Yes, Illiteracy Is Still a Human Rights Issue
Today marks the fifty-first anniversary of International Literacy Day, a holiday that recognizes literacy as “a foundation to build a more sustainable future for all.” Started in 1966 by UNESCO as a day to recognize literacy programs worldwide, this day continues to remind world leaders that universal literacy has not been accomplished. Far from it, in fact: in 2013, the adult (25 or older) literacy rate was 85 percent worldwide, and the population of illiterate adults was 757 million. But why does this number seem so high?
Reading Your Rights
Before we look at the current data, let’s take a look at how literacy has been defined in the past and what it looks like today. According to Merriam-Webster, literacy carries two definitions: “the ability to read and write” and “knowledge that relates to a specified subject.” The second definition is generally used in specific technical or academic settings. The first, however, maps back to the traditional requirements for literacy, the “three Rs” of reading, writing, and arithmetic. Back in the sixteenth and seventeenth centuries, education in these areas was reserved for members of the upper classes. It wasn’t until the early 1900s that discussion of universal literacy began.
When UNESCO held its first summit on literacy in 1966, the “three R” approach was held as the standard. They also focused on “eradicating” illiteracy in certain regions, which led to some forced non-native language learning in populations where written language for a certain dialect wasn’t accepted by national governments.
However, in 1970, a change began to take hold of the literacy community. Instead of viewing illiteracy as an evil that needed to be conquered, educational leaders focused on “functional literacy,” which emphasizes the ways literacy leads to economic growth for individuals and entire communities.
Today, UNESCO and others focus on literacy as a way to empower people and allow them to attain better employment, wages, and other economic benefits. Reading isn’t just for fun, it’s a vital measure of a person’s or community’s ability to tap into the global economy.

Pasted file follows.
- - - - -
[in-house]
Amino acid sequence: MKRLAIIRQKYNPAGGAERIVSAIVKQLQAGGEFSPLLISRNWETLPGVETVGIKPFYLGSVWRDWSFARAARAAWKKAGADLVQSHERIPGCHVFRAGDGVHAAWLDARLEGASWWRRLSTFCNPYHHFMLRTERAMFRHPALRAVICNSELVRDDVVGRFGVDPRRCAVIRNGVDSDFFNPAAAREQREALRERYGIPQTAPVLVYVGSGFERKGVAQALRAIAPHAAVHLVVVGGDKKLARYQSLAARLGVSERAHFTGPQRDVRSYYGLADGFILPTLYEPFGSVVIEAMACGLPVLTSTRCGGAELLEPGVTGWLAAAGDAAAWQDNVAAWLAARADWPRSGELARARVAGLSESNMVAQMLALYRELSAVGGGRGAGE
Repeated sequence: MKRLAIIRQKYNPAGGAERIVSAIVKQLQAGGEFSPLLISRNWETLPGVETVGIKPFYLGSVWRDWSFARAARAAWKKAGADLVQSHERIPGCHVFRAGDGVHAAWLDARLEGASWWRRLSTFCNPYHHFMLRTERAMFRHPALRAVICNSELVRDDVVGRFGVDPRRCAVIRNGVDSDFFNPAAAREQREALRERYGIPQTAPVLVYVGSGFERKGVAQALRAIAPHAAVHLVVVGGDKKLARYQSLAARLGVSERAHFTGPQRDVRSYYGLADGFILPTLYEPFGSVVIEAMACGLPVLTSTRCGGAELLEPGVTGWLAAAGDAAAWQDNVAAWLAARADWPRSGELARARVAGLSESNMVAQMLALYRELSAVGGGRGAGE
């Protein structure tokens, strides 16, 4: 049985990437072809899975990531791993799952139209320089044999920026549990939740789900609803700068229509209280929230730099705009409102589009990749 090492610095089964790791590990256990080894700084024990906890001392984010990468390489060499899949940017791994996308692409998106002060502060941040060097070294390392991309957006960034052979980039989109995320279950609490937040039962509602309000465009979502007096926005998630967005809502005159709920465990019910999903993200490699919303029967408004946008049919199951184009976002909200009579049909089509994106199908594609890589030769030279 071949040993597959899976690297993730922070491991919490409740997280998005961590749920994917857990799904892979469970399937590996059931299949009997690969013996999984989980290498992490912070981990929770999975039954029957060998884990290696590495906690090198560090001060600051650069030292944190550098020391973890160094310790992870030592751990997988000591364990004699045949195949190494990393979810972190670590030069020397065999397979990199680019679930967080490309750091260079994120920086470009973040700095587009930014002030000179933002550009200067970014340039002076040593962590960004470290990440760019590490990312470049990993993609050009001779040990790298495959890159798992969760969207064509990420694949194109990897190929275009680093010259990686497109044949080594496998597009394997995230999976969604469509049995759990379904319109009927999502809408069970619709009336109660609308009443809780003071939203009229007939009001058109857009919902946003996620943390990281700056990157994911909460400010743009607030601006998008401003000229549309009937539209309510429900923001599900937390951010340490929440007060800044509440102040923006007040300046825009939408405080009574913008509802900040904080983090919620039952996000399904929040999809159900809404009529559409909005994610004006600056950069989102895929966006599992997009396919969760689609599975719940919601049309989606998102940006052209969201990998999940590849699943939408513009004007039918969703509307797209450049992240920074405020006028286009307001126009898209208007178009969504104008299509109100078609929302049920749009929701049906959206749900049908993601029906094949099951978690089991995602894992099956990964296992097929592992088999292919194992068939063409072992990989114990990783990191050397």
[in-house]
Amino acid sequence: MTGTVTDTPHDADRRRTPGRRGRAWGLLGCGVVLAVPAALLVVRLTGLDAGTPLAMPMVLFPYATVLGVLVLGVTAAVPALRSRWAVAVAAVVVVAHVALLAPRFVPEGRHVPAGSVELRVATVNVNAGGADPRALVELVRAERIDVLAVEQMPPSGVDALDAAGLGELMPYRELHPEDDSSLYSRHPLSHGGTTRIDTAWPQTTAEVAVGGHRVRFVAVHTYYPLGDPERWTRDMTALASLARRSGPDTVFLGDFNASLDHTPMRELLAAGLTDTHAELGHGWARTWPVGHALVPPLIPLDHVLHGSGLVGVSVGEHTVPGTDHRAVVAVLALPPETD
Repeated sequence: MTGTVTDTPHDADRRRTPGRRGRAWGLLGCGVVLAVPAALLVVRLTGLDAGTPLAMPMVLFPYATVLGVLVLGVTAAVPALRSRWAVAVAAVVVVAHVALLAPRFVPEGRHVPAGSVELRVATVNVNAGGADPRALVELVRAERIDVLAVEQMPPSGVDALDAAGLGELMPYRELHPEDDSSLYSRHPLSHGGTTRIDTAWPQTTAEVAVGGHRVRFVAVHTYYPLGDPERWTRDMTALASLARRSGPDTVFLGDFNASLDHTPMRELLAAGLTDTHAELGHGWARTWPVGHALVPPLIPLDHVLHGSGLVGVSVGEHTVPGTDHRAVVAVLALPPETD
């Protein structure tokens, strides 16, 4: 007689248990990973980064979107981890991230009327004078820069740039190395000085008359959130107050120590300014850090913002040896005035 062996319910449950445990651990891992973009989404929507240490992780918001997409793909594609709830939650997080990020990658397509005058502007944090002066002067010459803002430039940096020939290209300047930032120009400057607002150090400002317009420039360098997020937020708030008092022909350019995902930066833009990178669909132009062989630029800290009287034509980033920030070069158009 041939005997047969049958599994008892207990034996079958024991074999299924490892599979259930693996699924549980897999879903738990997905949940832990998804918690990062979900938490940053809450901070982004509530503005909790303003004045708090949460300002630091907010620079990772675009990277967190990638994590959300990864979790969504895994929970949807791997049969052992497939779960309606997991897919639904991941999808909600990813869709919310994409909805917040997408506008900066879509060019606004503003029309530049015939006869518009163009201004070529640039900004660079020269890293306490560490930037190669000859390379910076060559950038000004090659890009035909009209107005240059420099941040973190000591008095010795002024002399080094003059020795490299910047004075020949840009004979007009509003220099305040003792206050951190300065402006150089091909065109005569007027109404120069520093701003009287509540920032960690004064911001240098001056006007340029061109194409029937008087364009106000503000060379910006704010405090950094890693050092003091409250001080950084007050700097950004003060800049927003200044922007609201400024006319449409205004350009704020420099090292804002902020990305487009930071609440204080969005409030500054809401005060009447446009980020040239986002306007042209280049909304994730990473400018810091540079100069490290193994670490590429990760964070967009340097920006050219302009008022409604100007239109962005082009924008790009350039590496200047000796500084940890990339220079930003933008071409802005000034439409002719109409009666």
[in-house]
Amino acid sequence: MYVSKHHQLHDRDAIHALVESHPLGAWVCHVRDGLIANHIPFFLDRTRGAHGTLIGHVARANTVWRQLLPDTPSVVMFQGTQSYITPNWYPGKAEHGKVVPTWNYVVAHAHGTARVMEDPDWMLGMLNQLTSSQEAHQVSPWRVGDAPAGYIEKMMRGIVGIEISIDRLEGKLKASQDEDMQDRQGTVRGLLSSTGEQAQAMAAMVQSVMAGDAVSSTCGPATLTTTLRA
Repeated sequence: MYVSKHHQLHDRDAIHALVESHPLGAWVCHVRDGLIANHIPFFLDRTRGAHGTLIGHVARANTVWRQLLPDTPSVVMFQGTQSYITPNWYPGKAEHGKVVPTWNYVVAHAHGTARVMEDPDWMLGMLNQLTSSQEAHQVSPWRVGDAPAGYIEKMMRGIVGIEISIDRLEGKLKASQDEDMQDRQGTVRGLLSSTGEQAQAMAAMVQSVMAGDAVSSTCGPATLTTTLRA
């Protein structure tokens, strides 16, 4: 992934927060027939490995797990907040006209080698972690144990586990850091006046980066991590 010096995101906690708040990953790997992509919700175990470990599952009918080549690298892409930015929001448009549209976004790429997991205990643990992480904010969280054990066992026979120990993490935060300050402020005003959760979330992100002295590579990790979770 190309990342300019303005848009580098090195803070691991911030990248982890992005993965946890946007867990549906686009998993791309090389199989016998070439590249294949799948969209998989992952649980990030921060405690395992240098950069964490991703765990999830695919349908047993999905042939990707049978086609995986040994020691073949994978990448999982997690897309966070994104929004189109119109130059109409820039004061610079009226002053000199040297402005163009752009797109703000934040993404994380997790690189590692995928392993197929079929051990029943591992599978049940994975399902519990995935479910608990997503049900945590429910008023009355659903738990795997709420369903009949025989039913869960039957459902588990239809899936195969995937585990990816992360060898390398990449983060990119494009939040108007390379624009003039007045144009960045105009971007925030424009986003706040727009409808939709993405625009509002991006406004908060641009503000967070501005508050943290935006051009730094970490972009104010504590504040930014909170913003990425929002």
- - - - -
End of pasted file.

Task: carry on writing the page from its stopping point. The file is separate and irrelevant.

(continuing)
Literacy Is a Life-or-Death Issue
Since literacy is now seen in the context of economic and social prosperity, let’s contextualize some literacy statistics. As mentioned before, around 15 percent of the worldwide population is considered illiterate by UNESCO standards, and this percentage represents 757 million individuals. According to an international literacy test administered from 2012 to 2014, the worldwide average of adults who scored at or below the lowest reading level is 16 percent of those surveyed. In the US, this number is 18 percent, a full two percentage points over the international average.
But what does this mean to the lives of those in the 16 percent?
According to a recent analysis, life expectancy and literacy have a positive relationship, meaning that populations with high literacy rates also tend to live longer. The relationship between reading and lifespan is supported by other studies, but it also makes logical sense because literacy is tied to economic development, which has been shown to increase life expectancy as well. Perhaps it’s time for us to consider literacy as important a human right as clean water, healthcare access, and nutrition. It clearly has serious effects.
Literacy in the Digital Age
Today’s digital landscape means that literacy is more important than ever to upward economic mobility. In a world where 87 percent of people in the US and 45 percent of people worldwide report owning a smartphone, it’s important to give every person the ability to fully connect to and benefit from the Internet. To learn more about the state of literacy education and research today, check out UNESCO.org to learn more about International Literacy Day.